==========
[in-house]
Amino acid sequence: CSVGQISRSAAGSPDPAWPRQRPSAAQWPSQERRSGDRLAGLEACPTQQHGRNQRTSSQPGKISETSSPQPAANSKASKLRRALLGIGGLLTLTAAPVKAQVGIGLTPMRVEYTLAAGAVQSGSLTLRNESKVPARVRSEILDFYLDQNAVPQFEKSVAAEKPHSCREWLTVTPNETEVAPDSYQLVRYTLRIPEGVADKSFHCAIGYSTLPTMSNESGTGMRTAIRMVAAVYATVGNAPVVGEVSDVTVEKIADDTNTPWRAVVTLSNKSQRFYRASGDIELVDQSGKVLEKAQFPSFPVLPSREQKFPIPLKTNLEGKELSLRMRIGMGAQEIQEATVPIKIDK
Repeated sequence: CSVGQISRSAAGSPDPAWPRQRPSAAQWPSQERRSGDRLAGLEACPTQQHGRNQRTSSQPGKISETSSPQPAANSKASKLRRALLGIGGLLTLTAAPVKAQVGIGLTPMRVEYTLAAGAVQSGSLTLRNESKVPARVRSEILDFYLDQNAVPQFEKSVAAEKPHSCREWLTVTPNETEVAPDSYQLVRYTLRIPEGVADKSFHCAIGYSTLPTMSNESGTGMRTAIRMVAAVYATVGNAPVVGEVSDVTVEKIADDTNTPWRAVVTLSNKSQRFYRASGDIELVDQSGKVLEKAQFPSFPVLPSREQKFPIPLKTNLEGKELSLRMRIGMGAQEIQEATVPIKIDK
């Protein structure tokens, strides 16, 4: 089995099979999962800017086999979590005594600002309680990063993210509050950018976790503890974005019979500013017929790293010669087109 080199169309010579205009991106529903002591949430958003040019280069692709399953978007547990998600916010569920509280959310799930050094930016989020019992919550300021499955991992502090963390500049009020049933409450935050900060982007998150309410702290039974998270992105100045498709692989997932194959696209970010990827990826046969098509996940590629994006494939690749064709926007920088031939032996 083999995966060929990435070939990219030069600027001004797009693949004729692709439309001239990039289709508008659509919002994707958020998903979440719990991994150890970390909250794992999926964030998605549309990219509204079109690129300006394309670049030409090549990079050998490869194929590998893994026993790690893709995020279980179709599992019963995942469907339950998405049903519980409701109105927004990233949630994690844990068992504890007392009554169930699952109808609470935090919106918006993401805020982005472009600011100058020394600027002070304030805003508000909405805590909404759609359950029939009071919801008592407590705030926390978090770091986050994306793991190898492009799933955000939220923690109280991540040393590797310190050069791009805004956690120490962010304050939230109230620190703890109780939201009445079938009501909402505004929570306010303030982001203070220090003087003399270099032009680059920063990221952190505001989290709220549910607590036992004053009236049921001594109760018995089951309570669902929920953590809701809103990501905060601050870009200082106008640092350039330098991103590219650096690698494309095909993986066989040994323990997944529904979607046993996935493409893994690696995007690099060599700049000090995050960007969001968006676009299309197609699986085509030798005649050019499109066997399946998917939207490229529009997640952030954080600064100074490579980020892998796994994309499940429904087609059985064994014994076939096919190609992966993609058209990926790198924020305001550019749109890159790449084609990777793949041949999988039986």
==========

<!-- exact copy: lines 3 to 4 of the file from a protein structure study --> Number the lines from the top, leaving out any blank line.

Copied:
Repeated sequence: CSVGQISRSAAGSPDPAWPRQRPSAAQWPSQERRSGDRLAGLEACPTQQHGRNQRTSSQPGKISETSSPQPAANSKASKLRRALLGIGGLLTLTAAPVKAQVGIGLTPMRVEYTLAAGAVQSGSLTLRNESKVPARVRSEILDFYLDQNAVPQFEKSVAAEKPHSCREWLTVTPNETEVAPDSYQLVRYTLRIPEGVADKSFHCAIGYSTLPTMSNESGTGMRTAIRMVAAVYATVGNAPVVGEVSDVTVEKIADDTNTPWRAVVTLSNKSQRFYRASGDIELVDQSGKVLEKAQFPSFPVLPSREQKFPIPLKTNLEGKELSLRMRIGMGAQEIQEATVPIKIDK
């Protein structure tokens, strides 16, 4: 089995099979999962800017086999979590005594600002309680990063993210509050950018976790503890974005019979500013017929790293010669087109 080199169309010579205009991106529903002591949430958003040019280069692709399953978007547990998600916010569920509280959310799930050094930016989020019992919550300021499955991992502090963390500049009020049933409450935050900060982007998150309410702290039974998270992105100045498709692989997932194959696209970010990827990826046969098509996940590629994006494939690749064709926007920088031939032996 083999995966060929990435070939990219030069600027001004797009693949004729692709439309001239990039289709508008659509919002994707958020998903979440719990991994150890970390909250794992999926964030998605549309990219509204079109690129300006394309670049030409090549990079050998490869194929590998893994026993790690893709995020279980179709599992019963995942469907339950998405049903519980409701109105927004990233949630994690844990068992504890007392009554169930699952109808609470935090919106918006993401805020982005472009600011100058020394600027002070304030805003508000909405805590909404759609359950029939009071919801008592407590705030926390978090770091986050994306793991190898492009799933955000939220923690109280991540040393590797310190050069791009805004956690120490962010304050939230109230620190703890109780939201009445079938009501909402505004929570306010303030982001203070220090003087003399270099032009680059920063990221952190505001989290709220549910607590036992004053009236049921001594109760018995089951309570669902929920953590809701809103990501905060601050870009200082106008640092350039330098991103590219650096690698494309095909993986066989040994323990997944529904979607046993996935493409893994690696995007690099060599700049000090995050960007969001968006676009299309197609699986085509030798005649050019499109066997399946998917939207490229529009997640952030954080600064100074490579980020892998796994994309499940429904087609059985064994014994076939096919190609992966993609058209990926790198924020305001550019749109890159790449084609990777793949041949999988039986």